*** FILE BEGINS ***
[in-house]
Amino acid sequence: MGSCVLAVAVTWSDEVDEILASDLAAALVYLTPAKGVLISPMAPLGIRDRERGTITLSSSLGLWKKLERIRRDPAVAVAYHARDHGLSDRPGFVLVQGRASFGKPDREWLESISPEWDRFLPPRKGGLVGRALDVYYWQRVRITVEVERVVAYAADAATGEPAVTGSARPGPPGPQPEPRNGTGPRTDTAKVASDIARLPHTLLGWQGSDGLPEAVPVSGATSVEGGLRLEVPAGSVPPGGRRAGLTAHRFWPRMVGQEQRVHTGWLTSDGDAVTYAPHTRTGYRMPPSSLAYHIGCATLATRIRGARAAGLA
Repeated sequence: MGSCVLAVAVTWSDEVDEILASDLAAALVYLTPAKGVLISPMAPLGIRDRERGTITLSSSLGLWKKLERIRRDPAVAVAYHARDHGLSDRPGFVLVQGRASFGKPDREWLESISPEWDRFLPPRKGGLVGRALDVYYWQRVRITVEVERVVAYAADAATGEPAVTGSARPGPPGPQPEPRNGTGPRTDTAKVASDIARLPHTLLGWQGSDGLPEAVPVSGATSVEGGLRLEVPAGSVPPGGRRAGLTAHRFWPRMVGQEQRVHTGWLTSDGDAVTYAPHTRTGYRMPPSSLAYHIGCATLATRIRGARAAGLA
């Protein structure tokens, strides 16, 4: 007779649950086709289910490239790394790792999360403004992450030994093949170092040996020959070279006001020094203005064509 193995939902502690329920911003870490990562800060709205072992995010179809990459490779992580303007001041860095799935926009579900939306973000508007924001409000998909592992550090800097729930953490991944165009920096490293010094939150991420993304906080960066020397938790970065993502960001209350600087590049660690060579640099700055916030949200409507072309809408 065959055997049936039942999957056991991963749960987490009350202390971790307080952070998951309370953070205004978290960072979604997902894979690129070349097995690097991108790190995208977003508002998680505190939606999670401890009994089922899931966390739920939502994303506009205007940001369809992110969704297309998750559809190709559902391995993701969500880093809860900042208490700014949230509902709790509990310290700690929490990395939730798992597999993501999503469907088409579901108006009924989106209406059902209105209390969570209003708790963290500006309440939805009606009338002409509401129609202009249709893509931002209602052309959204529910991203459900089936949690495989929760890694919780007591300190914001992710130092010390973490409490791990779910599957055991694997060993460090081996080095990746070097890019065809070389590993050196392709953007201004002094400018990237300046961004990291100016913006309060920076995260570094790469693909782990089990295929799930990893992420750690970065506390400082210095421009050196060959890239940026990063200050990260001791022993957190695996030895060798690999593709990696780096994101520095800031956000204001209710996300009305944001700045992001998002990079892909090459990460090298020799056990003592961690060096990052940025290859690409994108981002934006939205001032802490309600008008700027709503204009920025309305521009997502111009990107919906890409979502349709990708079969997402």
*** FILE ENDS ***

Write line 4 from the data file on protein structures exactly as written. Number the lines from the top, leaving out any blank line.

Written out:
């Protein structure tokens, strides 16, 4: 007779649950086709289910490239790394790792999360403004992450030994093949170092040996020959070279006001020094203005064509 193995939902502690329920911003870490990562800060709205072992995010179809990459490779992580303007001041860095799935926009579900939306973000508007924001409000998909592992550090800097729930953490991944165009920096490293010094939150991420993304906080960066020397938790970065993502960001209350600087590049660690060579640099700055916030949200409507072309809408 065959055997049936039942999957056991991963749960987490009350202390971790307080952070998951309370953070205004978290960072979604997902894979690129070349097995690097991108790190995208977003508002998680505190939606999670401890009994089922899931966390739920939502994303506009205007940001369809992110969704297309998750559809190709559902391995993701969500880093809860900042208490700014949230509902709790509990310290700690929490990395939730798992597999993501999503469907088409579901108006009924989106209406059902209105209390969570209003708790963290500006309440939805009606009338002409509401129609202009249709893509931002209602052309959204529910991203459900089936949690495989929760890694919780007591300190914001992710130092010390973490409490791990779910599957055991694997060993460090081996080095990746070097890019065809070389590993050196392709953007201004002094400018990237300046961004990291100016913006309060920076995260570094790469693909782990089990295929799930990893992420750690970065506390400082210095421009050196060959890239940026990063200050990260001791022993957190695996030895060798690999593709990696780096994101520095800031956000204001209710996300009305944001700045992001998002990079892909090459990460090298020799056990003592961690060096990052940025290859690409994108981002934006939205001032802490309600008008700027709503204009920025309305521009997502111009990107919906890409979502349709990708079969997402």